In preparation for one of my gigs this weekend, I purchased some affordable video equipment to make filming HD video on the D7000 more comfortable (and more capable in low light and noisy conditions). I was able to pick up almost all of my items from Amazon.com at an amazing price (just shy of 200 bucks for everything purchased online) aside from the Manfrotto tripod, which I picked up at Best Buy (at a discounted rate as well).
Planted videotaping: The Manfrotto 7301YB-BB tripod provides stability without compromising portability, as it folds into an element not taller than 18 inches. It is fairly lightweight as well, but it is sturdy enough to support equipment up to about 7lbs (which is perfect for my application.) The tripod easily supports my D7000 with the 18-105mm lens mounted on the X-Grip. Stability doesn’t become an issue even when I mount the video light and the shotgun mic. I do wish the tripod came with a ballhead instead of a 3-way head, as fluidity becomes an issue when I don’t have all the heavy equipment on it.
Grip and portability: Opteka’s XL X-Grip is an amazing bargain for what it provides. Holding a DSLR in a snapshot position to record HD video at lengthy periods is a surefire way of suffering a hand cramp. The X-Grip gives the user a another method of holding the camera (similar to the upper grip on a traditional prosumer video camera). This proves to be useful when holding your camera with all the equipment during downtime, and when recording video at a height near your waist (skateboarding videos for example). The X-Grip comes with a hotshoe in case you want to mount an auxiliary device (in my case, I modified the rig to have three hotshoes, two of which are being used by the shotgun mic and video light).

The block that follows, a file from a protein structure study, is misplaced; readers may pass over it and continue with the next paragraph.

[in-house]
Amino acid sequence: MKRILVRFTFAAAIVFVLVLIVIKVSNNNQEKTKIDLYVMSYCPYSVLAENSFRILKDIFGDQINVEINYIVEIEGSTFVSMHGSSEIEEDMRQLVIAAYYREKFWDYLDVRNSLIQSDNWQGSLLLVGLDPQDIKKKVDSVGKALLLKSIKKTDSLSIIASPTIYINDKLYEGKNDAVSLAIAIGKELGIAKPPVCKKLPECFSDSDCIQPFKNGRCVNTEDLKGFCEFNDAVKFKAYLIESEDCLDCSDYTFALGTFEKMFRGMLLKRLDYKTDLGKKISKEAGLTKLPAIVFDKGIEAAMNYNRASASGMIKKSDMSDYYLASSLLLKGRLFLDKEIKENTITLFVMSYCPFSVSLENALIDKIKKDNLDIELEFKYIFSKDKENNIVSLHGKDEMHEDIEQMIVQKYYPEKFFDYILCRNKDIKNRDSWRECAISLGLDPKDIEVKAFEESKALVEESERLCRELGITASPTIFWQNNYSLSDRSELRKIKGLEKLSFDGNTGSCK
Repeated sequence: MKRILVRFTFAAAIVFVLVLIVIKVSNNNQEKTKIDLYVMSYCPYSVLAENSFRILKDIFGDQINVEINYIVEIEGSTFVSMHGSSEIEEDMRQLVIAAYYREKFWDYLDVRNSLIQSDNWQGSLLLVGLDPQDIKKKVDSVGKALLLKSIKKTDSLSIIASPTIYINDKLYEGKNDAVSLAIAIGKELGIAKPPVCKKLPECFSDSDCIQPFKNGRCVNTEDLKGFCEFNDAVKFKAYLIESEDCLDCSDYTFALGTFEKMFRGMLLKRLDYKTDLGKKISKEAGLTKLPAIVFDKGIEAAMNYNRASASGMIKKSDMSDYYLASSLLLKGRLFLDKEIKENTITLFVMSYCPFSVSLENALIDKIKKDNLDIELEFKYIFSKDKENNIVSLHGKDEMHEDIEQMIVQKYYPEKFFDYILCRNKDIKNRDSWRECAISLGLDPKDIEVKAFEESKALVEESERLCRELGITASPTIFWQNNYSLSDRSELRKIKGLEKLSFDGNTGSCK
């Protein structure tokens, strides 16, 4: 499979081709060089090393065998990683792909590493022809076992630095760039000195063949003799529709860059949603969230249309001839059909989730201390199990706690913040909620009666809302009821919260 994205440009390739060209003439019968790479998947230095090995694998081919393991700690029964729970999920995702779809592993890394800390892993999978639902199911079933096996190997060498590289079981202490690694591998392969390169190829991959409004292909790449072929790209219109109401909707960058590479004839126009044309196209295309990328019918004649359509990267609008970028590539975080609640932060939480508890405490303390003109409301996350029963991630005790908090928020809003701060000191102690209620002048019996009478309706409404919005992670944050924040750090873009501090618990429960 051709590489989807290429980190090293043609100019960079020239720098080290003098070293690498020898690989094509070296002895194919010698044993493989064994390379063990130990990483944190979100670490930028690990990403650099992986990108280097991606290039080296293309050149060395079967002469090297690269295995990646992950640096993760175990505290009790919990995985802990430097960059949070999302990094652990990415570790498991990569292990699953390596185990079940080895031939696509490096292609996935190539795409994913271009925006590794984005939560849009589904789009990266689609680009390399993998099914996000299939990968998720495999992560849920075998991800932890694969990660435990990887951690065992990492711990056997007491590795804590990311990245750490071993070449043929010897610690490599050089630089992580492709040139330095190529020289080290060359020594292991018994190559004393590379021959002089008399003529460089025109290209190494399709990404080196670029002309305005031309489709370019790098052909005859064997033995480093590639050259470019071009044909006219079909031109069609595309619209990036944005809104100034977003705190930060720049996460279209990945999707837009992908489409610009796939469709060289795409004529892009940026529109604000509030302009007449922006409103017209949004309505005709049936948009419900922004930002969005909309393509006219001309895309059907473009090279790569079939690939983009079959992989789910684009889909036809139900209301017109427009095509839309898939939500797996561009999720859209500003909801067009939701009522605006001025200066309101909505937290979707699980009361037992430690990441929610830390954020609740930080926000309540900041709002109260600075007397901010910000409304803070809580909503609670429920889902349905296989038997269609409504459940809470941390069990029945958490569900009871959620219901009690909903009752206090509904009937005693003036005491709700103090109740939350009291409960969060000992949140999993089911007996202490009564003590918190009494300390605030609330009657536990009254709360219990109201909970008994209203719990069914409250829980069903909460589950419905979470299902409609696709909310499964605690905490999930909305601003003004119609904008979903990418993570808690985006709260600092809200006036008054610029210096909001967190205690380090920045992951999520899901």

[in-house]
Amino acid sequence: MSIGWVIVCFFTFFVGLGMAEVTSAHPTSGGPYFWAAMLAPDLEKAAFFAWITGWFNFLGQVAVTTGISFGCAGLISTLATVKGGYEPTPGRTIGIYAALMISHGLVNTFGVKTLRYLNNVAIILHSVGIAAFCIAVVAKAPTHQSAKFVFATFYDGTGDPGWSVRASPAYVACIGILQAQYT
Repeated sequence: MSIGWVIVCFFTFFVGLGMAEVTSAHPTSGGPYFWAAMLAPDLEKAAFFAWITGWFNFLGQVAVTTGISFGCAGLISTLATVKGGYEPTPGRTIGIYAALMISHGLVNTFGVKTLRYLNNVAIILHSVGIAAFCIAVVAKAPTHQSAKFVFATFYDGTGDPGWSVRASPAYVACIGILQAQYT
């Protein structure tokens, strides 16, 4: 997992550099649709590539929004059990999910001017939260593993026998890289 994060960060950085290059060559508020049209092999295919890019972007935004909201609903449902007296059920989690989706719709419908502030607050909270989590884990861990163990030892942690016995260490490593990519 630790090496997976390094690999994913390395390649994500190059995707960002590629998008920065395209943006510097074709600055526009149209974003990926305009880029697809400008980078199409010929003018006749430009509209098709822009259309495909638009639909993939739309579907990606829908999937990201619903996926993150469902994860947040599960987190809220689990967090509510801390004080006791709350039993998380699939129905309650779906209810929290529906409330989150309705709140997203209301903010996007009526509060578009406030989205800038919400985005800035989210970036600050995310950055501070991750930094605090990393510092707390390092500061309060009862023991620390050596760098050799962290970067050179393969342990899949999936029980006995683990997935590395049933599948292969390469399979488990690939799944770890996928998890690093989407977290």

Audio and lighting: I’ve decided to give Audio Technica’s ATR-6550 shotgun mic a try for this event. From the test videos I’ve recorded, it doesn’t look like it will disappoint. I purchased a mono-to-stereo jack to balance the sound between left and right (without it, your sound will be played through your left speaker unless you correct it in post). The audio is crisp and clear, without any audible white noise. I’m excited to test out the ambient noise cancellation to see if it can properly separate the noise from the intended audio. For lighting, I’ve equipped Sima’s SL-20X LED video light. The light is SUPER bright, so if you intend on videotaping interviews with this light, buy a softbox. With the softbox, the light is much more even (and much more pleasant, according to my friend, whom I’ve interviewed with the equipment in the video below). One caveat– the battery life is short. After 50 minutes, this thing dies according to my rundown test. Bring the charger, or an external power source (AA batteries are out of the question, the light uses a Li-Ion battery pack).
Battery life and memory space: I’m bummed that there aren’t any third party batteries I can try that is out for the D7000 yet, so I had to pick up Nikon’s EN-EL15. I also picked up an extra 32gb Class 10 SDHC card. DO NOT get a Patriot brand SDHC card unless you intend on using the warranty on it (I’ve killed two already). My latest one failed after a month of use (usually pass the 13gb mark). I’ve had no problems with Kingston or Sandisk Class 10 SDHC cards. Choose wisely!
When everything is mounted together, the rig looks pretty sweet. Aside from looking cool, it is functional. I don’t think I could hold the D7000 with the light and mic attached to it without the X-Grip, lol.